That was in 1987, and until then she had enjoyed a quiet, married life, tending to her three children and her garden.

But the opposition was galvanised when she came on board and Ms Megawati soon became a symbol of popular resistance.

Her status grew in 1996, when Suharto tried to remove her as the leader of her party.

The standoff came to a head on July 27 of the same year, when the military attacked the party's headquarters to eject the occupiers. The attack left five dead, 23 missing and 149 more injured.

This event was widely seen as marking the beginning of the end of power for Suharto, with the level of protests against his iron-fisted rule growing exponentially.

After his fall in May 1998, Ms Megawati took part in the 1999 parliamentary elections, the first free elections held. PDI-P came first, gaining a whopping 33 per cent of the vote. She was obviously the Indonesian people's choice for the presidency, but parliament, which elected the nation's presidents until the 2004 poll, favoured Mr Wahid, and Ms Megawati consequently became his vice-president.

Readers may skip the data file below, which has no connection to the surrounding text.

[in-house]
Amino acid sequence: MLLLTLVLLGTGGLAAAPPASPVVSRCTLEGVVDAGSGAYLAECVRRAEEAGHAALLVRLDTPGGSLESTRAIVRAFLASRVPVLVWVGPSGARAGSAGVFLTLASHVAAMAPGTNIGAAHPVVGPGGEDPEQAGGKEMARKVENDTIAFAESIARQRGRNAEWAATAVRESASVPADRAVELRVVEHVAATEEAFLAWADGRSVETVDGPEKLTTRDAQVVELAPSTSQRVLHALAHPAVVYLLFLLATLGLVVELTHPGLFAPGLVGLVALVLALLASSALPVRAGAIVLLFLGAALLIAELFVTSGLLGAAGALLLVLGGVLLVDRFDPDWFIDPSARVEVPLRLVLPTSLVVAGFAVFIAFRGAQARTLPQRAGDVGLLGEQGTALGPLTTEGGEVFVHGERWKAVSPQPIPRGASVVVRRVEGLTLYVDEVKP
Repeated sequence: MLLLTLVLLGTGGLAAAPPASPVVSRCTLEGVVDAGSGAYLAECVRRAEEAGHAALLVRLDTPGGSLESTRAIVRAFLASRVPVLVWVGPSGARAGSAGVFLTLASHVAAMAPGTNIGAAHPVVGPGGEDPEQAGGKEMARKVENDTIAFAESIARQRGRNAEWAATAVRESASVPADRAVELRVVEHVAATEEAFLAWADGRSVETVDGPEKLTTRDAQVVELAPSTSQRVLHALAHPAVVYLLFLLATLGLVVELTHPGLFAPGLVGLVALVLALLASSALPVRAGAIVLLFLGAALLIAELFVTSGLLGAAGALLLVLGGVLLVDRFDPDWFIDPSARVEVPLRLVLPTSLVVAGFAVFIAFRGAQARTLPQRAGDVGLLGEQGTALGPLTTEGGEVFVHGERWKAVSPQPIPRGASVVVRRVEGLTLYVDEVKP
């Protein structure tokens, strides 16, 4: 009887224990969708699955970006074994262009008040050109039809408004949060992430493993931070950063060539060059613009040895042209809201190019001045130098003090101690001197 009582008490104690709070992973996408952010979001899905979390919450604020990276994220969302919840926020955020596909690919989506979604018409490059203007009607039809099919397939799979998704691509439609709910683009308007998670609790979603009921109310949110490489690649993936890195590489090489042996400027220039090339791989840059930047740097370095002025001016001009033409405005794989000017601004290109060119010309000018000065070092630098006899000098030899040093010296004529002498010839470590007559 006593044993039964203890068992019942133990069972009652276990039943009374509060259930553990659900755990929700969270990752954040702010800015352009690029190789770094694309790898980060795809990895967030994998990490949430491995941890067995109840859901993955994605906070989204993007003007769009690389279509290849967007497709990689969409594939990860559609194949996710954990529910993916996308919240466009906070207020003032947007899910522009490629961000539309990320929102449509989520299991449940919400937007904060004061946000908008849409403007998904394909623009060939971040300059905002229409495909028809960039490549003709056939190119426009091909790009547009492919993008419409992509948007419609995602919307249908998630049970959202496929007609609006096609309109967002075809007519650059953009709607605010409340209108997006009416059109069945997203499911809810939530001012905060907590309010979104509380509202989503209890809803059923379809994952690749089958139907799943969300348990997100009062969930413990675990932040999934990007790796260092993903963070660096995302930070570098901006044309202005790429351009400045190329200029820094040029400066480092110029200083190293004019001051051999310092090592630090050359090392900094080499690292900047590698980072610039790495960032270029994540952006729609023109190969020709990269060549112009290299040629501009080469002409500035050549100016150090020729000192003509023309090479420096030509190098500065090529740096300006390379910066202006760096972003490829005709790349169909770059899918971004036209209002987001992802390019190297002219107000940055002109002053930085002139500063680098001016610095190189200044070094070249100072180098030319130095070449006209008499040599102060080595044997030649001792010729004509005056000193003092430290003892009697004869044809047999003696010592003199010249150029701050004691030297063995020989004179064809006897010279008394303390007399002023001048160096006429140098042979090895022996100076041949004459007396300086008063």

When she eventually replaced Mr Wahid, she became the country's first female president and the first Indonesian leader born since independence from the Dutch.

In 2004, before she lost the election to Dr Susilo, she was ranked No 8 on Forbes Magazine's list of the World's 100 Most Powerful Women. By last year, she had fallen off the list. Experts believe she will struggle to be included again.